Q. How can I tell if an article is a scholarly article?
Answered By: Last Updated: Mar 21, 2023 Views: 15
Last Updated: Mar 21, 2023 Views: 15
Scholarly and peer-reviewed mean different things. All peer-reviewed articles are scholarly, but not all scholarly articles are peer-reviewed. And not all articles that appear scholarly journals are scholarly, e.g., editorials.
Scholarly articles share several characteristics:
- The publication should be a scholarly journal or published by an academic press. You can identify scholarly journal and academic publishers by searching in the Journal Citation Reports database. Ulrichsweb Global Serials Directory also indicates whether a journal is peer-reviewed - the journal entry will be flagged with a black and white striped icon (representing a referee shirt).
- The authors of scholarly articles are experts. An author's institutional affiliation and scholarly credentials, such as an advanced degree, should be noted.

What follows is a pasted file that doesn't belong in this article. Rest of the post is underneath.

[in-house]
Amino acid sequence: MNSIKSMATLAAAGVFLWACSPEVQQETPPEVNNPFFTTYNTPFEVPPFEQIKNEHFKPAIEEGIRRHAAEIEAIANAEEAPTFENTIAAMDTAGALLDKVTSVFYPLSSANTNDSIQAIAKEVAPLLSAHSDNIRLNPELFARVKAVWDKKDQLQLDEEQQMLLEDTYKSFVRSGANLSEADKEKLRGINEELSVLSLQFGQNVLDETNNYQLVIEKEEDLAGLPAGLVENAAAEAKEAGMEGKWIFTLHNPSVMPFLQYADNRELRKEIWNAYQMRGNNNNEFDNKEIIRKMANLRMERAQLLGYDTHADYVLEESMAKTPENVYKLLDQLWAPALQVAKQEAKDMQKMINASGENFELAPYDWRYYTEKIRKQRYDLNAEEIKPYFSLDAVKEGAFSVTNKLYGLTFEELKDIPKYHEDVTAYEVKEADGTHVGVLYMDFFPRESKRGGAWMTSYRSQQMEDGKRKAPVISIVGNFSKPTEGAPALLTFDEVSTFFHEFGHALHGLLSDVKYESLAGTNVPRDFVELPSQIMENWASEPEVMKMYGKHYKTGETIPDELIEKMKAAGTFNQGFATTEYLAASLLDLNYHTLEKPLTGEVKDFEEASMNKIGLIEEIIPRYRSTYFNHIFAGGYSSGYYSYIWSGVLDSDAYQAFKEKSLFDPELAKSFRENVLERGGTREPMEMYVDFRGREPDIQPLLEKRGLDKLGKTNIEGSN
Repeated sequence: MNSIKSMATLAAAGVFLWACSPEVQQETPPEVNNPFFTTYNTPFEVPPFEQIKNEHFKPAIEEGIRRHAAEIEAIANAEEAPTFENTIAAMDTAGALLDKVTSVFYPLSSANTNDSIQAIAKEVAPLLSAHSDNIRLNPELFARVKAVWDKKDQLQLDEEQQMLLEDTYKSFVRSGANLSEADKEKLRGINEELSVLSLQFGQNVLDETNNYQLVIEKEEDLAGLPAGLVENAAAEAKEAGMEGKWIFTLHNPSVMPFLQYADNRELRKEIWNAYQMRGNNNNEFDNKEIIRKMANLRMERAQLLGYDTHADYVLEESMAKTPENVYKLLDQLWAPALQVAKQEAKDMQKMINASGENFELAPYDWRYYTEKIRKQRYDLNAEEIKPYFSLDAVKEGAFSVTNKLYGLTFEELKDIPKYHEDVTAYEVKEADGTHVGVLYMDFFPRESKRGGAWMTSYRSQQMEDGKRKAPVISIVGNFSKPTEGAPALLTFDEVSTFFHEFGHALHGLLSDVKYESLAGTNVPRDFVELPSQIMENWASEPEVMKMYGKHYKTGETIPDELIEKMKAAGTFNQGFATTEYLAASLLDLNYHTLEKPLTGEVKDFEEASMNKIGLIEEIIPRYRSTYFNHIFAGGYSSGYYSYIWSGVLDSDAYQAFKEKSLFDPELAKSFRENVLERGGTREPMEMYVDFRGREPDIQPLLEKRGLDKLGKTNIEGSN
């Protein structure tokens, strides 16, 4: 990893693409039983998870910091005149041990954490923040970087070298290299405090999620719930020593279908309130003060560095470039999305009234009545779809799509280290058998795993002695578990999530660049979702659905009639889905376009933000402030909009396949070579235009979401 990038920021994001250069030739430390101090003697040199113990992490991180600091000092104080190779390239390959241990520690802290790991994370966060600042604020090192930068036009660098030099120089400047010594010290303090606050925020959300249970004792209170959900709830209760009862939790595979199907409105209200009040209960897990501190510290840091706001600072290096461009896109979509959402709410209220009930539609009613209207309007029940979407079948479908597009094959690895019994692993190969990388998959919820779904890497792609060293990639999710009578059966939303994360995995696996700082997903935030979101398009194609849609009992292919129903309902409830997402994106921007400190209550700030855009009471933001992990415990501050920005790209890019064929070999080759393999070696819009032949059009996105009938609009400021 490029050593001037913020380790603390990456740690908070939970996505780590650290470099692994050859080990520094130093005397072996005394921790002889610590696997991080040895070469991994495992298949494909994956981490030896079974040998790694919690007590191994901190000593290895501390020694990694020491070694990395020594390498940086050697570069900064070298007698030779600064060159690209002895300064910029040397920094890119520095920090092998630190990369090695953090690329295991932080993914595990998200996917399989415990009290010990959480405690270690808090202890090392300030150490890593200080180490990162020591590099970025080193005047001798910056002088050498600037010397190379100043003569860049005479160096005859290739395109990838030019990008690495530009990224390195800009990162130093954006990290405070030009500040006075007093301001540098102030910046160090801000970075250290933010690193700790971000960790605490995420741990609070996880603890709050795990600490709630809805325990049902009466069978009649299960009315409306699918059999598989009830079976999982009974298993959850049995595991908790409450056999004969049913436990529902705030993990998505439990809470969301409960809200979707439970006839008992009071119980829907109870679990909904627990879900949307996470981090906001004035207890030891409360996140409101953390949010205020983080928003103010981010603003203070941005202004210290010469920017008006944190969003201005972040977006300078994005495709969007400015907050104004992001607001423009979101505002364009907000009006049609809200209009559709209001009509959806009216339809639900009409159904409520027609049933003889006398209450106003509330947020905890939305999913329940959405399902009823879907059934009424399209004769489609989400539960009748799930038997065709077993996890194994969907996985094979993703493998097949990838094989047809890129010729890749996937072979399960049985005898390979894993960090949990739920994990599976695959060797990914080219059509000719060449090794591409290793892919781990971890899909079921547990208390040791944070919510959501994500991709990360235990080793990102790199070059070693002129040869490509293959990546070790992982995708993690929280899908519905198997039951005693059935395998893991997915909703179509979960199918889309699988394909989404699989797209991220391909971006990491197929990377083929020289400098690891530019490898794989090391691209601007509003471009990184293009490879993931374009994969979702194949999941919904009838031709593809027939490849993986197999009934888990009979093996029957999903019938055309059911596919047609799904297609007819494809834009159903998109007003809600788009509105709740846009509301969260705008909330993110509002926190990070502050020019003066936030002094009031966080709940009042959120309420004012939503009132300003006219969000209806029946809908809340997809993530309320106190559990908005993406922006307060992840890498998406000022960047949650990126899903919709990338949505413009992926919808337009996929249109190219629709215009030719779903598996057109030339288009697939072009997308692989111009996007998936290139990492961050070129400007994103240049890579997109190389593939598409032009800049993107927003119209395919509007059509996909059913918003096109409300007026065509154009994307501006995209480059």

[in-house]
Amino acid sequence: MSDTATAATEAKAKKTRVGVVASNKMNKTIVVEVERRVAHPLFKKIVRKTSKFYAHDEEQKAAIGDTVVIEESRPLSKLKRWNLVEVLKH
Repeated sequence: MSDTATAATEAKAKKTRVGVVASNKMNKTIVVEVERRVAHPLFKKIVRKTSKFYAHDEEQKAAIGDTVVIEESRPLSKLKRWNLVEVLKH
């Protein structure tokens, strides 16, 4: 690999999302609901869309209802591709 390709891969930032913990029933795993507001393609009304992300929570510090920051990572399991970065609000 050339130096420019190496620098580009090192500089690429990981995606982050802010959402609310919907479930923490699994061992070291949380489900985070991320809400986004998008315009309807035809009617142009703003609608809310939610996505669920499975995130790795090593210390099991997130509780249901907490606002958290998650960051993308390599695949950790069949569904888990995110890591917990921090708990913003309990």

- Scholarly articles in the sciences and social sciences usually share a common structure and incluce an abstract, sections on methodology and findings, a discussion, a conclusion, and a list of references.
- Scholarly articles in history, literature, and the humanities often include an introduction and a literature review, in addition to the body. And they will cite references.
- Scholarly articles usually have an extensive list of references, many of them scholarly sources.
- Charts, graphs, and other illustrations are informative rather than decorative.
- There will be few, if any, advertisements in a scholarly journal. If there are, they will be for products, services, or employment opportunities related to the journal's research area.
- Prose will be of a high reading level and use field-specific terminology.
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